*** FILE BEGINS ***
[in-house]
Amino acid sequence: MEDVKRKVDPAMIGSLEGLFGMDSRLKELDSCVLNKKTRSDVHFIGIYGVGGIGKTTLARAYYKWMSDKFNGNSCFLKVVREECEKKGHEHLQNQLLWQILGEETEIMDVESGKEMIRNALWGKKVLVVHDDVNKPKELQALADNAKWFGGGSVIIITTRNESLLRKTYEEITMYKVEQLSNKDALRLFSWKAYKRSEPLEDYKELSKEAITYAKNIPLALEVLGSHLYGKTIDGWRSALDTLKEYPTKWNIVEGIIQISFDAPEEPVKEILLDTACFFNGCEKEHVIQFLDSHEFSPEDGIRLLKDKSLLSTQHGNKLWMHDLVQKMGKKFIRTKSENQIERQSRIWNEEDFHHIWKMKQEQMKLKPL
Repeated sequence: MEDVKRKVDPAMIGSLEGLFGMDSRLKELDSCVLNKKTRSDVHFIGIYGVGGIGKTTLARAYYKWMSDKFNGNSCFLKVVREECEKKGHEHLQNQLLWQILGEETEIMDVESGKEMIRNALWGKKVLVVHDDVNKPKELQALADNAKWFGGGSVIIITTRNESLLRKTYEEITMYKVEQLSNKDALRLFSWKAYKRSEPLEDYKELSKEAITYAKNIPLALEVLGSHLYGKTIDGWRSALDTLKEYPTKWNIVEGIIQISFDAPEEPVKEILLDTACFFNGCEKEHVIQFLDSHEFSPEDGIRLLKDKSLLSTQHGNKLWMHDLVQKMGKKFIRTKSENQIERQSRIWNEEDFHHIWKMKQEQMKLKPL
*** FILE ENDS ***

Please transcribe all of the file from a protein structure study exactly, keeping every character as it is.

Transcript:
[in-house]
Amino acid sequence: MEDVKRKVDPAMIGSLEGLFGMDSRLKELDSCVLNKKTRSDVHFIGIYGVGGIGKTTLARAYYKWMSDKFNGNSCFLKVVREECEKKGHEHLQNQLLWQILGEETEIMDVESGKEMIRNALWGKKVLVVHDDVNKPKELQALADNAKWFGGGSVIIITTRNESLLRKTYEEITMYKVEQLSNKDALRLFSWKAYKRSEPLEDYKELSKEAITYAKNIPLALEVLGSHLYGKTIDGWRSALDTLKEYPTKWNIVEGIIQISFDAPEEPVKEILLDTACFFNGCEKEHVIQFLDSHEFSPEDGIRLLKDKSLLSTQHGNKLWMHDLVQKMGKKFIRTKSENQIERQSRIWNEEDFHHIWKMKQEQMKLKPL
Repeated sequence: MEDVKRKVDPAMIGSLEGLFGMDSRLKELDSCVLNKKTRSDVHFIGIYGVGGIGKTTLARAYYKWMSDKFNGNSCFLKVVREECEKKGHEHLQNQLLWQILGEETEIMDVESGKEMIRNALWGKKVLVVHDDVNKPKELQALADNAKWFGGGSVIIITTRNESLLRKTYEEITMYKVEQLSNKDALRLFSWKAYKRSEPLEDYKELSKEAITYAKNIPLALEVLGSHLYGKTIDGWRSALDTLKEYPTKWNIVEGIIQISFDAPEEPVKEILLDTACFFNGCEKEHVIQFLDSHEFSPEDGIRLLKDKSLLSTQHGNKLWMHDLVQKMGKKFIRTKSENQIERQSRIWNEEDFHHIWKMKQEQMKLKPL